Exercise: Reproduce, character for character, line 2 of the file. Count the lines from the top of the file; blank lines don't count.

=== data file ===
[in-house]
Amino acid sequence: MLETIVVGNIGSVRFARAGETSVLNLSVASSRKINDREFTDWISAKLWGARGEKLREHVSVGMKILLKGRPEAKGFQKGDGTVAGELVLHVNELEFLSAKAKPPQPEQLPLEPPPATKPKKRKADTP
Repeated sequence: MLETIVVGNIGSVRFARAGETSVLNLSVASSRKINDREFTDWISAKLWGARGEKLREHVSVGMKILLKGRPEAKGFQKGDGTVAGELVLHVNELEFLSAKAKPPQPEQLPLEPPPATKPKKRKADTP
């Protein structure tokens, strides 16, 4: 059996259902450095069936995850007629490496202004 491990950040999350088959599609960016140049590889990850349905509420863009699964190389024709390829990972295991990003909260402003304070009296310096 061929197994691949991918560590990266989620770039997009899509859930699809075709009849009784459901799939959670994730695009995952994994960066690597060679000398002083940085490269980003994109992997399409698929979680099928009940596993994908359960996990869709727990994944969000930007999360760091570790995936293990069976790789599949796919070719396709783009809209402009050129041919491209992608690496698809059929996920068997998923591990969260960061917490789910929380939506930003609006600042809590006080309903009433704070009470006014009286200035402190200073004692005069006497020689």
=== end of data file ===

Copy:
Amino acid sequence: MLETIVVGNIGSVRFARAGETSVLNLSVASSRKINDREFTDWISAKLWGARGEKLREHVSVGMKILLKGRPEAKGFQKGDGTVAGELVLHVNELEFLSAKAKPPQPEQLPLEPPPATKPKKRKADTP